This is the dominant factor in determining the short-term level of basis according to the market players. In the most recent past, the cross-currency basis has been widening globally. The increased demand for U.S. dollars has driven this due to the monetary policy divergence between the U.S. and similar economically stable countries. Non-U.S. investors have increased their investments in USD-denominated assets, and the portion of these investments that are hedged for FX risk or funded via FX swaps exerts a widening pressure on the basis.

    Additionally, there has been a drop in the supply of the U.S dollars from foreign reserve sovereign/managers wealth funds versus the fall in emerging currency depreciation and commodity prices, causing the cross-currency basis to widen.

  3. Impacts of the Foreign Exchange Market

    Changes in the global bank’s activities lower the market liquidity in the FX swap market in various ways. Newly introduced regulations, such as leverage ratio requirements, have reduced the appetite for market-making and consequently lowering the market liquidity. Moreover, introducing a leverage ratio requirement would reduce arbitrage trading activities between the FX swap market and the money market due to the increased cost of expanding balance sheets. The transaction volume in the FX swap market reached a peak at the beginning of 2014 and has been leveling off.

    In addition to the direct impacts of regulatory reforms, the increased uncertainty of USD funding rates at quarter-ends decrease global banks’ market-making activities for FX swaps with longer tenors. This is because the FX market makers regularly cover their positions using short-term FX swaps with relatively high liquidity. Thus, under uncertainty regarding quarter-end rates, it is difficult for market makers to quote bid/ask prices for term instruments over quarter-ends with narrow spreads, which seems to lower the market liquidity.

    The reduced appetite for arbitrage trading and market-making activities and the decline in market liquidity amplifies the cross-currency basis widening. The basis quickly widens under small demand/supply shocks.

Causes of the Covered Interest Rate Parity Violations after the Financial Crisis of 2008

Covered Interest Rate Parity (CIP)

Covered interest rate parity is a hypothetical condition where the correlation between interest rates and spot and forward currency rates of two states are equal once the foreign currency risk is hedged. That means that there is no chance for arbitrage when using a forward contract under CIP.

Basically, in CIP, the spot exchange rate and cash market interest rates can be larger than the ones for FX derivatives. This shifts the currency swap and FX swaps that controls forward exchange rates away from CIP, thus providing an outcome of a non-zero basis. Such changes should typically immediately result in arbitrage transactions, bringing the basis back to zero. This is because, in the real world, CIP arbitrage is commonly treated as riskless.

$$ \frac {\text F }{\text S } =\frac { 1+\text r}{ 1+{\text r^{*}}} $$


\(S\) is the spot exchange rate in US dollar per foreign currency

\(F\) is the corresponding forward exchange rate

\(r\) is the US dollar interest rate

\(r*\) is the foreign currency interest rate.

Example 1: Covered Interest Rate Parity (CIP)

Assume that a mid-market USD/CAD spot exchange rate is 1.4500 CAD with a one-year forward rate of 1.4380 CAD. Additionally, there is a 3% USD and a 4% CAD risk-free interest rate. Find out if the covered interest rate parity between the two currencies holds.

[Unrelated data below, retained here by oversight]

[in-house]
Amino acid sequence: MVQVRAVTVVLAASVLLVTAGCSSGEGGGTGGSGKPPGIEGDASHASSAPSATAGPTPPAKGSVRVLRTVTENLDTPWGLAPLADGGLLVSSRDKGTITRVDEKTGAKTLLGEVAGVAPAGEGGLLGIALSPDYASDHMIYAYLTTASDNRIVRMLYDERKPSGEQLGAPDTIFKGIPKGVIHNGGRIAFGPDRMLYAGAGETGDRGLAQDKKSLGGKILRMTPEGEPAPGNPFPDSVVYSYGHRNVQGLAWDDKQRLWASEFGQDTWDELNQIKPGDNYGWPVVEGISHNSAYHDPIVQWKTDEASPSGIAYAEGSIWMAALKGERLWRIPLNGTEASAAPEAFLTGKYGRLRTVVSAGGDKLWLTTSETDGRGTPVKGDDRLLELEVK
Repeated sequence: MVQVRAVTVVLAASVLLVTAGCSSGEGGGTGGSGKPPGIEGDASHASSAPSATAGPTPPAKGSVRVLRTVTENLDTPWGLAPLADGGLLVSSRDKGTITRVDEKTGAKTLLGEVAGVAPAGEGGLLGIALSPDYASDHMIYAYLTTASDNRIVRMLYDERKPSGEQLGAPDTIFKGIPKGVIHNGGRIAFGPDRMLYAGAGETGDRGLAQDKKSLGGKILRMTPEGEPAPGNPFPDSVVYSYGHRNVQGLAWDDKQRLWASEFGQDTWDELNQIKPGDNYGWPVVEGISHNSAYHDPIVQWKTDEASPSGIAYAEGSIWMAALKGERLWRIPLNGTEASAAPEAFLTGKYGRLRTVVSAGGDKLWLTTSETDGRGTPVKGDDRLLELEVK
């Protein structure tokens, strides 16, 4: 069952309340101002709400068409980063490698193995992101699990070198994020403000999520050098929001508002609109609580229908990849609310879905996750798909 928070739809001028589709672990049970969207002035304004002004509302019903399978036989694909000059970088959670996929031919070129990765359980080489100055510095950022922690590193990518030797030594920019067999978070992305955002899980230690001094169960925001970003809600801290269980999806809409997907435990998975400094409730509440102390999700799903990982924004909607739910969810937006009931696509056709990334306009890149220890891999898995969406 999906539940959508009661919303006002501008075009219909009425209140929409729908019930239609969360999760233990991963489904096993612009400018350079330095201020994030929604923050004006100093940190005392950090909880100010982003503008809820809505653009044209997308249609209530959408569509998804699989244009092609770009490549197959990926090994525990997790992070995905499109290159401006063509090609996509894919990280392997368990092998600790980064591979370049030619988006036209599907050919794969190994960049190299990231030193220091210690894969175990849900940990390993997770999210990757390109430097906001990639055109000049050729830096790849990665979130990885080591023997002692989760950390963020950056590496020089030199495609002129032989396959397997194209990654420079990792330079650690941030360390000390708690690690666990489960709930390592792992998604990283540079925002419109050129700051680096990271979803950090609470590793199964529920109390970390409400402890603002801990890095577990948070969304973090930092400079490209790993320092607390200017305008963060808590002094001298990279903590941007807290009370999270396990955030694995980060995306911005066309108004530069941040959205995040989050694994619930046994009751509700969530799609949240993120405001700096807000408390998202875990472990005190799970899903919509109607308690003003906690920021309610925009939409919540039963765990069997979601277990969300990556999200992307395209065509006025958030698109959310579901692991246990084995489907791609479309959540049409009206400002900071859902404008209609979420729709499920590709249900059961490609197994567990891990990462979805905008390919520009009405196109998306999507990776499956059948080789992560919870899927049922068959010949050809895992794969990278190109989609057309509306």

We need to establish whether:

$$ \frac {\text F }{\text S } =\frac { 1+\text r }{ 1+{\text r }^{ * } } $$

The ratio of forward rate to spot rate:

$$ \frac { F }{ S } =\frac { 1.4380 }{ 1.4500 } =0.99 \text { USD/CAD} $$

The ratio of the rate of returns:

$$ =\frac { 1+\text r }{ 1+{\text r }^{ * } }  = \frac { \left( 1+3\% \right) }{ \left( 1+4\% \right) } =0.99 \text { USD/CAD} $$

The two values calculated are approximately equal; thus, the covered interest rate parity holds.

Example 2: Covered Interest Rate Parity (CIP)

Given a spot rate of interest of 2.26 USD/EUR, with a U.S dollar interest rate of 3% and Euro currency interest rate of 5%, calculate the forward exchange rate for one year, if the covered interest rate parity holds.


The formula is the interest rate parity holds is as follow:

$$ \frac {\text F }{\text S } =\frac { 1+\text r }{ 1+{\text r }^{ * } } $$

Rearranging the equation:

$$ \text{F}=\text{S}\frac { 1+ \text r }{ 1+{\text r }^{ * } } $$

$$ \text{F}=2.26×\frac {1+0.03}{1+0.05}=2.2170 \ $/€ $$

For the covered interest rate parity to hold the exchange rate must be 2.2170 $/€.

Causes of Covered Interest Rate Parity (CIP) Violations after the 2008 Financial Crisis

The basis, \(b\), is the amount by which the interest rate on one of the legs has to be modified to match the pricing of FX swaps observed in the market:

$$ F-S=S \frac {(1+r+b)}{(1+r^∗ )}-S $$

We may also rearrange the equation as follow:

$$ b≡\frac{(F-S)}{S}-(r-r^∗ ) $$

Although banks have strengthened their balance sheets and regained easy access to funding since the great financial crisis, CIP is still violated. As mentioned earlier, CIP holds that the interest rate differential between two currencies in the money markets should be the same as the differential between the forward and spot exchange rates. Otherwise, arbitrageurs could make a seemingly riskless profit.

Similarly, we said that the cross-currency basis indicates the amount by which the interest paid to borrow one currency by swapping it for another differs from the cost of directly borrowing this currency in the cash market. A non-zero cross-currency basis indicates a violation of CIP.

The cross-currency basis has been persistent since the GFC, indicating CIP violations. In the following section, we discuss these violations broadly in terms of hedging demand and tighter limits to arbitrage.

Demand for Currency Hedges: Why the Basis Opens Up